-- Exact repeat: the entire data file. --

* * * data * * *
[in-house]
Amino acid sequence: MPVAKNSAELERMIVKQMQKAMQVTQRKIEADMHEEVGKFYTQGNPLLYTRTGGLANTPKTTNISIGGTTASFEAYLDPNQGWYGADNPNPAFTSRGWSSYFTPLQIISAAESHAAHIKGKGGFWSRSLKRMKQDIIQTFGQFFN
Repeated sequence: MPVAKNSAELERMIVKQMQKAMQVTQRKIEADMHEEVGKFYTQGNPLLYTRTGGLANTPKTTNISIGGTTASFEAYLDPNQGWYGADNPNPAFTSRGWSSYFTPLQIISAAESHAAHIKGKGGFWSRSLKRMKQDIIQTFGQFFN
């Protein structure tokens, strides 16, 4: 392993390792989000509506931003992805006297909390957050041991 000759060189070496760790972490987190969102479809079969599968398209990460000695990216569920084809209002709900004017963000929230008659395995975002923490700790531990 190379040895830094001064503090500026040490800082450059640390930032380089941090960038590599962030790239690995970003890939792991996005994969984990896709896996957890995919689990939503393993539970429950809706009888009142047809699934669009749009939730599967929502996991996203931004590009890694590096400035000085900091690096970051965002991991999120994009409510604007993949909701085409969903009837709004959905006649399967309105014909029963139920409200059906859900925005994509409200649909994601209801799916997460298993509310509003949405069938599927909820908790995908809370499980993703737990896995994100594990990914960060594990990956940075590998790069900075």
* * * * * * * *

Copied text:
[in-house]
Amino acid sequence: MPVAKNSAELERMIVKQMQKAMQVTQRKIEADMHEEVGKFYTQGNPLLYTRTGGLANTPKTTNISIGGTTASFEAYLDPNQGWYGADNPNPAFTSRGWSSYFTPLQIISAAESHAAHIKGKGGFWSRSLKRMKQDIIQTFGQFFN
Repeated sequence: MPVAKNSAELERMIVKQMQKAMQVTQRKIEADMHEEVGKFYTQGNPLLYTRTGGLANTPKTTNISIGGTTASFEAYLDPNQGWYGADNPNPAFTSRGWSSYFTPLQIISAAESHAAHIKGKGGFWSRSLKRMKQDIIQTFGQFFN
């Protein structure tokens, strides 16, 4: 392993390792989000509506931003992805006297909390957050041991 000759060189070496760790972490987190969102479809079969599968398209990460000695990216569920084809209002709900004017963000929230008659395995975002923490700790531990 190379040895830094001064503090500026040490800082450059640390930032380089941090960038590599962030790239690995970003890939792991996005994969984990896709896996957890995919689990939503393993539970429950809706009888009142047809699934669009749009939730599967929502996991996203931004590009890694590096400035000085900091690096970051965002991991999120994009409510604007993949909701085409969903009837709004959905006649399967309105014909029963139920409200059906859900925005994509409200649909994601209801799916997460298993509310509003949405069938599927909820908790995908809370499980993703737990896995994100594990990914960060594990990956940075590998790069900075």